Books on a shelf


During the past two years of living in a pandemic, I have often been reminded of a quote by Sir Winston Churchill which states:

“I feel devoutly thankful to have been born fond of writing.”

This is so true and I would respectively add to that “fond of reading too.”


Over the past few years, I have not only been writing an historical trilogy—The McBride Chronicles (first in the series Providence to be released soon) —which in itself is an ongoing mammoth project, but I have also been reviewing the books of many other authors for Ormsby Reviews online.

Ormsby Reviews (2016-2022) has recently changed its name to The British Columbia Review which gives a much more accurate description of what they do. Their work is a very worthwhile service for all publishers and authors with a connection to British Columbia, Canada. To qualify for a review the book must be set in BC or be written by a BC author (even if they no longer reside in the province.) Publishers are from anywhere in the world but the majority are provincial.

Consequently, my life has been pleasantly surrounded by books— which makes me very happy as I have been able to escape into many other worlds when I’m writing or reading. This has certainly been rewarding over the past two years.

I have learnt so much valuable information from my own research into ongoing British Columbia history that enabled me to place my fictional family living in the province in The McBride Chronicles during the years from the 1850s to present day. Providence, the first book in the trilogy, covers the years from the 1850s to the 1870s.

Since I started reviewing books a few years ago, I have also been fortunate enough to explore many new worlds from all kinds of writers—mystery writers, historical writers, poets, young adult writers, and others who fall into no particular category or genre.

I have been able to explore pre-war China, travel to India, spend time in the northern regions of British Columbia, climb trees in the forests, travel the wilderness in Jasper, examine naval history, root for women who fought for women’s rights, learn about the horror of loved ones dying too soon, read passionate books about animals, discover more truths about immigration and visit war-time England and Germany.  And those topics are a mere drop in a very large bucket of subjects I have enjoyed reading about. It is so much fun to be able to time travel to these times and places—all from my armchair!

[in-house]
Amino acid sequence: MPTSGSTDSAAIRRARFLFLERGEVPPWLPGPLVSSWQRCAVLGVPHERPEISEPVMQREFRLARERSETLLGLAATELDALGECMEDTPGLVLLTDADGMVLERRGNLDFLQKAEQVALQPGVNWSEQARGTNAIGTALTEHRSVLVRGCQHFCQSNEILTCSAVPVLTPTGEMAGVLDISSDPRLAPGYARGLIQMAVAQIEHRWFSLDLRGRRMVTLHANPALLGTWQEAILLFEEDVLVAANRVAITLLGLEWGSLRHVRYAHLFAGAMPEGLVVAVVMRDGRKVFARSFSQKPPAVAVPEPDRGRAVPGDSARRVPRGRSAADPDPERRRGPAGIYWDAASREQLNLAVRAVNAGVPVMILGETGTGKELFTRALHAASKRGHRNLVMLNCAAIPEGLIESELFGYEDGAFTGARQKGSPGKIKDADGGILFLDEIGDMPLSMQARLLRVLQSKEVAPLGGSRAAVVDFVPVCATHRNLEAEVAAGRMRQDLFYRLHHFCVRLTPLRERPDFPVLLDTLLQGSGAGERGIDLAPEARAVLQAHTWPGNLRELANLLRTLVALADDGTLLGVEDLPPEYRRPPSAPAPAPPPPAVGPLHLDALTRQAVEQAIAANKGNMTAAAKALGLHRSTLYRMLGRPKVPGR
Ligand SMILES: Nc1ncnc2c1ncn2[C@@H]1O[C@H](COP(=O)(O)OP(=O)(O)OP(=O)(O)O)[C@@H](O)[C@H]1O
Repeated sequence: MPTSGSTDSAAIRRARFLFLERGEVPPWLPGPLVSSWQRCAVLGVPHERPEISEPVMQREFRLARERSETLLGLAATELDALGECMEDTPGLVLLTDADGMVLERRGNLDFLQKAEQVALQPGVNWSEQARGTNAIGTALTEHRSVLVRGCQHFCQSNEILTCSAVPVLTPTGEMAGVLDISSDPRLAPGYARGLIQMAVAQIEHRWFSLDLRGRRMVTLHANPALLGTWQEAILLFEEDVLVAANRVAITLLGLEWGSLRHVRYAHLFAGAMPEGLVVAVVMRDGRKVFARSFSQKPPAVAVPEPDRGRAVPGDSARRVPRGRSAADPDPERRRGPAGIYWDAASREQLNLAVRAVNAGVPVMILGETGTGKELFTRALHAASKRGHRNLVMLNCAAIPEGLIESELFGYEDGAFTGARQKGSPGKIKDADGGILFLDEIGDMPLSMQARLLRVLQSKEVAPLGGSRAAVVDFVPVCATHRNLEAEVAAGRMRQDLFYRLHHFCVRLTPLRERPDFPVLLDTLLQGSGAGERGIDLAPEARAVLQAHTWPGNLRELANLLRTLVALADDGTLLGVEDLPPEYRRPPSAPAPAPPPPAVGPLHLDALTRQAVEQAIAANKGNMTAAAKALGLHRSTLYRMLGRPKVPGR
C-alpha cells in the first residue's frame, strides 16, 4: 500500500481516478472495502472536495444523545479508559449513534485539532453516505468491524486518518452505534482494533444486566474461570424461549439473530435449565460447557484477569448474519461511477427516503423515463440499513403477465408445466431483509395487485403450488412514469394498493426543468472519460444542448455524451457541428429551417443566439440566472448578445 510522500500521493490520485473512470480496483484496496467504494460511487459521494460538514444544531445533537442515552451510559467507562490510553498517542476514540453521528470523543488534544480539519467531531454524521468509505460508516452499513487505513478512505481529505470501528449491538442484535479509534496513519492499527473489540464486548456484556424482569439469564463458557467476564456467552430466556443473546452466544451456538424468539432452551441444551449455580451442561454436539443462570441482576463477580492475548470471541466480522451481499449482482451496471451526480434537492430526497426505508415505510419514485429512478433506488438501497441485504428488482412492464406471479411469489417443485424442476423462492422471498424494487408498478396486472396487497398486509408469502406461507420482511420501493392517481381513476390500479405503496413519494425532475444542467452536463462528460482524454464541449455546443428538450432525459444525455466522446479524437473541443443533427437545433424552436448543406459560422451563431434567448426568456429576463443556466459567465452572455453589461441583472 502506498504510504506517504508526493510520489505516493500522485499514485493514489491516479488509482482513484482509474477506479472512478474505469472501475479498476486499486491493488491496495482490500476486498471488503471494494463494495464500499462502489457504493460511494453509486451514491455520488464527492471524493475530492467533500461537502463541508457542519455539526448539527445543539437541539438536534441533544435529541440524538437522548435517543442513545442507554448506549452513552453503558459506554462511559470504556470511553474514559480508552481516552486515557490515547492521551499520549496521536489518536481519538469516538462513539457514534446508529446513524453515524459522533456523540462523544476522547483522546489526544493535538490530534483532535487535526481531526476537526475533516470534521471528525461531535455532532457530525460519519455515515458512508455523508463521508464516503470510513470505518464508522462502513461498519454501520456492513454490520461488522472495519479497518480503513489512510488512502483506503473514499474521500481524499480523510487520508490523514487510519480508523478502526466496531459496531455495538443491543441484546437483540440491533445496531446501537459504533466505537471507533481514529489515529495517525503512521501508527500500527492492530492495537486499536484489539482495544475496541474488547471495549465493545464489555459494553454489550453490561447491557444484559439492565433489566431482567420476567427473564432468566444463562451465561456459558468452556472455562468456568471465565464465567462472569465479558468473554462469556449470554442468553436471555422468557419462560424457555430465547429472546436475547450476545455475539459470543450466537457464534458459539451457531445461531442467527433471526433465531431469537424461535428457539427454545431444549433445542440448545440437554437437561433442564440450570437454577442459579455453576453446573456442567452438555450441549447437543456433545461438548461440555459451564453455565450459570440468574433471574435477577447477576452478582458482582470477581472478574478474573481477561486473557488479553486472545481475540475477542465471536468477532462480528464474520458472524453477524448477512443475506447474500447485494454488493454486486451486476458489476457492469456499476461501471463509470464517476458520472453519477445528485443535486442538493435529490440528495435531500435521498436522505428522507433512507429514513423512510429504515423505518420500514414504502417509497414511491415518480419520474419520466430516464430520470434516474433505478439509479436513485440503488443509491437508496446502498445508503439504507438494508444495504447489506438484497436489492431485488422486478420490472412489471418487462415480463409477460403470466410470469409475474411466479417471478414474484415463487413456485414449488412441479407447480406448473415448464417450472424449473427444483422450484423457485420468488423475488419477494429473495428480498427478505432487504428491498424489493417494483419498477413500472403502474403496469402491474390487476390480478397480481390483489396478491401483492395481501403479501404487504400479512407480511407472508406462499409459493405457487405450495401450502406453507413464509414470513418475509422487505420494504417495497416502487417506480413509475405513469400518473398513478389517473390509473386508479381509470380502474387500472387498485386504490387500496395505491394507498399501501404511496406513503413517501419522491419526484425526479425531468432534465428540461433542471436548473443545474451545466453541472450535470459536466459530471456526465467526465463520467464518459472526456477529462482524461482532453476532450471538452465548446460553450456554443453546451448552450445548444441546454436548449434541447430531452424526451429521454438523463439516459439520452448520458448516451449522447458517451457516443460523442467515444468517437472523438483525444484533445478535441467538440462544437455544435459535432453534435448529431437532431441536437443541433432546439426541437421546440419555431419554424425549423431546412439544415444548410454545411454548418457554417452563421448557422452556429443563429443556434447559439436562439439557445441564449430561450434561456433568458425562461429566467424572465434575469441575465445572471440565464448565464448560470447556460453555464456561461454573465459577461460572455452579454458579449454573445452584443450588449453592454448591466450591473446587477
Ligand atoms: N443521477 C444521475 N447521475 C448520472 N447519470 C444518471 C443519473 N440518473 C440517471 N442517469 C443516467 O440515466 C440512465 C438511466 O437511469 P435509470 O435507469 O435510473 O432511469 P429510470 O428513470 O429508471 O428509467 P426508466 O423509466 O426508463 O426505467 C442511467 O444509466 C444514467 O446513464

The Ormsby Review was originally named in honor of Margaret Ormsby, a trailblazing academic who was born in British Columbia. As a UBC historian, she wrote the first widely-acknowledged modern history of the province of British Columbia: A History.

Today The British Columbia Review’s mandate continues to be to “work with writers, publishers and literary professionals across Canada to promote books published by BC writers or about British Columbia in all its diversity. We include books by all authors, regardless of race, age, ability, sexual orientation, gender or gender identity, ethnicity, religion, political belief, marital or family status, and/or status as Indigenous, Metis or Inuit.”

I am proud to count myself among their reviewers.

Providence by Valerie Green
Providence by Valerie Green

I hope I am fortunate enough to receive many (hopefully good!) reviews for my Novel Providence. Reviews are so important to authors and, believe me, we appreciate and treasure each and every one.